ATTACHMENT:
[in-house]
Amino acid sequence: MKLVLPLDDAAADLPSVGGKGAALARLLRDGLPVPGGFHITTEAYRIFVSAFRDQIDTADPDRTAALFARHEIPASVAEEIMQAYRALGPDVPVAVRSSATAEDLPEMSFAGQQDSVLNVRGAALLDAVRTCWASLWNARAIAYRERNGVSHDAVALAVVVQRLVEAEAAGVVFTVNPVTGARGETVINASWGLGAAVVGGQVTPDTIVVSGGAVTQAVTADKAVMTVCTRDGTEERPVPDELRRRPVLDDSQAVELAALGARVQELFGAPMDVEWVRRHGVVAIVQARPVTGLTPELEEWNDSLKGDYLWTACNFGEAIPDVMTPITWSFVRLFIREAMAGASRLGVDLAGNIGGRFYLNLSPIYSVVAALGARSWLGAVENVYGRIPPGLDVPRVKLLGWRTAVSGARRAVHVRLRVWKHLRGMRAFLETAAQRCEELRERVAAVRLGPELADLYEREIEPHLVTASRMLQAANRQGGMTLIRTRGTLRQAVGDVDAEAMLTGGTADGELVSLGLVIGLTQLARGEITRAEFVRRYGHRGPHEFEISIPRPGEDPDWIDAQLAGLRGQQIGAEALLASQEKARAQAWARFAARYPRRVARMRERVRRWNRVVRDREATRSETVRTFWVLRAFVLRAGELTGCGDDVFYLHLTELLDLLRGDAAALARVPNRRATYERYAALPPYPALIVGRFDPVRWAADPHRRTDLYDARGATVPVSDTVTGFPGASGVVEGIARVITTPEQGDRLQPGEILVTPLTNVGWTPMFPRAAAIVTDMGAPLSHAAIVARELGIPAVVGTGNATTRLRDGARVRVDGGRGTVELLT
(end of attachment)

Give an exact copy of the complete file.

[in-house]
Amino acid sequence: MKLVLPLDDAAADLPSVGGKGAALARLLRDGLPVPGGFHITTEAYRIFVSAFRDQIDTADPDRTAALFARHEIPASVAEEIMQAYRALGPDVPVAVRSSATAEDLPEMSFAGQQDSVLNVRGAALLDAVRTCWASLWNARAIAYRERNGVSHDAVALAVVVQRLVEAEAAGVVFTVNPVTGARGETVINASWGLGAAVVGGQVTPDTIVVSGGAVTQAVTADKAVMTVCTRDGTEERPVPDELRRRPVLDDSQAVELAALGARVQELFGAPMDVEWVRRHGVVAIVQARPVTGLTPELEEWNDSLKGDYLWTACNFGEAIPDVMTPITWSFVRLFIREAMAGASRLGVDLAGNIGGRFYLNLSPIYSVVAALGARSWLGAVENVYGRIPPGLDVPRVKLLGWRTAVSGARRAVHVRLRVWKHLRGMRAFLETAAQRCEELRERVAAVRLGPELADLYEREIEPHLVTASRMLQAANRQGGMTLIRTRGTLRQAVGDVDAEAMLTGGTADGELVSLGLVIGLTQLARGEITRAEFVRRYGHRGPHEFEISIPRPGEDPDWIDAQLAGLRGQQIGAEALLASQEKARAQAWARFAARYPRRVARMRERVRRWNRVVRDREATRSETVRTFWVLRAFVLRAGELTGCGDDVFYLHLTELLDLLRGDAAALARVPNRRATYERYAALPPYPALIVGRFDPVRWAADPHRRTDLYDARGATVPVSDTVTGFPGASGVVEGIARVITTPEQGDRLQPGEILVTPLTNVGWTPMFPRAAAIVTDMGAPLSHAAIVARELGIPAVVGTGNATTRLRDGARVRVDGGRGTVELLT